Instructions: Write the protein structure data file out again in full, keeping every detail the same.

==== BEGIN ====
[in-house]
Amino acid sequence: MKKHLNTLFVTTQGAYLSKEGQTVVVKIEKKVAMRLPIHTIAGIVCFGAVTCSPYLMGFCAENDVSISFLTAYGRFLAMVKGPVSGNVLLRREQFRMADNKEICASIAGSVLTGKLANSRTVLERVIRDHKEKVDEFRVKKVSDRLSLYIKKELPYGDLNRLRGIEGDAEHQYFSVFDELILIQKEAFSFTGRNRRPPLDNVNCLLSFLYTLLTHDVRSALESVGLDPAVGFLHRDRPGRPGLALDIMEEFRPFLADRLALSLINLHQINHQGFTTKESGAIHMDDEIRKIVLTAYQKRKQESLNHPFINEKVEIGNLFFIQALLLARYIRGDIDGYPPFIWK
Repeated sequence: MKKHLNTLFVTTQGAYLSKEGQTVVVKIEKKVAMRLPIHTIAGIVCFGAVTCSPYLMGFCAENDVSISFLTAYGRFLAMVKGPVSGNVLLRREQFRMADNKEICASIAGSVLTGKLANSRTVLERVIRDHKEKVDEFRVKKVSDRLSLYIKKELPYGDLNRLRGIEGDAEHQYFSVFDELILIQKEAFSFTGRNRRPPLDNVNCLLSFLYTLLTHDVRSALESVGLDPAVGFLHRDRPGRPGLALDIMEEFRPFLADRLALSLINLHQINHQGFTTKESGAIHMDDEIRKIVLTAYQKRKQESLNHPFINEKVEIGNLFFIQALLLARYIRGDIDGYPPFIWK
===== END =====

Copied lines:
[in-house]
Amino acid sequence: MKKHLNTLFVTTQGAYLSKEGQTVVVKIEKKVAMRLPIHTIAGIVCFGAVTCSPYLMGFCAENDVSISFLTAYGRFLAMVKGPVSGNVLLRREQFRMADNKEICASIAGSVLTGKLANSRTVLERVIRDHKEKVDEFRVKKVSDRLSLYIKKELPYGDLNRLRGIEGDAEHQYFSVFDELILIQKEAFSFTGRNRRPPLDNVNCLLSFLYTLLTHDVRSALESVGLDPAVGFLHRDRPGRPGLALDIMEEFRPFLADRLALSLINLHQINHQGFTTKESGAIHMDDEIRKIVLTAYQKRKQESLNHPFINEKVEIGNLFFIQALLLARYIRGDIDGYPPFIWK
Repeated sequence: MKKHLNTLFVTTQGAYLSKEGQTVVVKIEKKVAMRLPIHTIAGIVCFGAVTCSPYLMGFCAENDVSISFLTAYGRFLAMVKGPVSGNVLLRREQFRMADNKEICASIAGSVLTGKLANSRTVLERVIRDHKEKVDEFRVKKVSDRLSLYIKKELPYGDLNRLRGIEGDAEHQYFSVFDELILIQKEAFSFTGRNRRPPLDNVNCLLSFLYTLLTHDVRSALESVGLDPAVGFLHRDRPGRPGLALDIMEEFRPFLADRLALSLINLHQINHQGFTTKESGAIHMDDEIRKIVLTAYQKRKQESLNHPFINEKVEIGNLFFIQALLLARYIRGDIDGYPPFIWK